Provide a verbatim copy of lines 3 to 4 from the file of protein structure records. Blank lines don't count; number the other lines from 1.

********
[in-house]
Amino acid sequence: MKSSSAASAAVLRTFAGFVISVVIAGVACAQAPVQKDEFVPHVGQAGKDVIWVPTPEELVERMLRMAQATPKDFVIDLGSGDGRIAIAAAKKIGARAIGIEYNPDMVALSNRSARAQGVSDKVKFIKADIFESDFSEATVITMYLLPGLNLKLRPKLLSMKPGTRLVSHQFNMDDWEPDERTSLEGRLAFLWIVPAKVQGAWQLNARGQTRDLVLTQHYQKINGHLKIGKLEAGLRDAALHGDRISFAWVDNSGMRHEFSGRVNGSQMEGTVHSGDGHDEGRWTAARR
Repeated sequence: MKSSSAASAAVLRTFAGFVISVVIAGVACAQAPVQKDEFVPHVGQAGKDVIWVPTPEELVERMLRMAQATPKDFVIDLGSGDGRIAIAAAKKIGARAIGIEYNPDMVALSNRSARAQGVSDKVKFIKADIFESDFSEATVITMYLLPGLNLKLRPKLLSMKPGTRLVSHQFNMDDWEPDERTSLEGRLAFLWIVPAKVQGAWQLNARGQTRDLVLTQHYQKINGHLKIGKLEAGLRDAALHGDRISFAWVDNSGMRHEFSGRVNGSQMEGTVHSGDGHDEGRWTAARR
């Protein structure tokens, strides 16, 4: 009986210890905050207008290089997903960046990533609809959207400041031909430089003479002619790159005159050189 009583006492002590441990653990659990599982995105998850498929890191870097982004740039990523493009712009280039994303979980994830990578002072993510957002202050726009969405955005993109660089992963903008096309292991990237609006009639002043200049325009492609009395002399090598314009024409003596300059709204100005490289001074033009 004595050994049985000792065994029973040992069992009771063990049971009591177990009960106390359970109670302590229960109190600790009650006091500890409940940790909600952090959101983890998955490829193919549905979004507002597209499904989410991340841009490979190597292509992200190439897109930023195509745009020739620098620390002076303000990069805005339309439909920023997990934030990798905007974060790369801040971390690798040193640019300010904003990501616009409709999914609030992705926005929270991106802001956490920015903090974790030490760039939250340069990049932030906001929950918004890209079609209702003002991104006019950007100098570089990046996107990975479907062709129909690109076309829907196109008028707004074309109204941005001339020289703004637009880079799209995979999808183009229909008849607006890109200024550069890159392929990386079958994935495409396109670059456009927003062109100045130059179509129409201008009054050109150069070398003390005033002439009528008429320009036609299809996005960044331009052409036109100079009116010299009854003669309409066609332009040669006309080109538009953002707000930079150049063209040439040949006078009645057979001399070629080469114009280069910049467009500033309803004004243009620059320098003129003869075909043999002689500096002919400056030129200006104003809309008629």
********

Repeated sequence: MKSSSAASAAVLRTFAGFVISVVIAGVACAQAPVQKDEFVPHVGQAGKDVIWVPTPEELVERMLRMAQATPKDFVIDLGSGDGRIAIAAAKKIGARAIGIEYNPDMVALSNRSARAQGVSDKVKFIKADIFESDFSEATVITMYLLPGLNLKLRPKLLSMKPGTRLVSHQFNMDDWEPDERTSLEGRLAFLWIVPAKVQGAWQLNARGQTRDLVLTQHYQKINGHLKIGKLEAGLRDAALHGDRISFAWVDNSGMRHEFSGRVNGSQMEGTVHSGDGHDEGRWTAARR
């Protein structure tokens, strides 16, 4: 009986210890905050207008290089997903960046990533609809959207400041031909430089003479002619790159005159050189 009583006492002590441990653990659990599982995105998850498929890191870097982004740039990523493009712009280039994303979980994830990578002072993510957002202050726009969405955005993109660089992963903008096309292991990237609006009639002043200049325009492609009395002399090598314009024409003596300059709204100005490289001074033009 004595050994049985000792065994029973040992069992009771063990049971009591177990009960106390359970109670302590229960109190600790009650006091500890409940940790909600952090959101983890998955490829193919549905979004507002597209499904989410991340841009490979190597292509992200190439897109930023195509745009020739620098620390002076303000990069805005339309439909920023997990934030990798905007974060790369801040971390690798040193640019300010904003990501616009409709999914609030992705926005929270991106802001956490920015903090974790030490760039939250340069990049932030906001929950918004890209079609209702003002991104006019950007100098570089990046996107990975479907062709129909690109076309829907196109008028707004074309109204941005001339020289703004637009880079799209995979999808183009229909008849607006890109200024550069890159392929990386079958994935495409396109670059456009927003062109100045130059179509129409201008009054050109150069070398003390005033002439009528008429320009036609299809996005960044331009052409036109100079009116010299009854003669309409066609332009040669006309080109538009953002707000930079150049063209040439040949006078009645057979001399070629080469114009280069910049467009500033309803004004243009620059320098003129003869075909043999002689500096002919400056030129200006104003809309008629």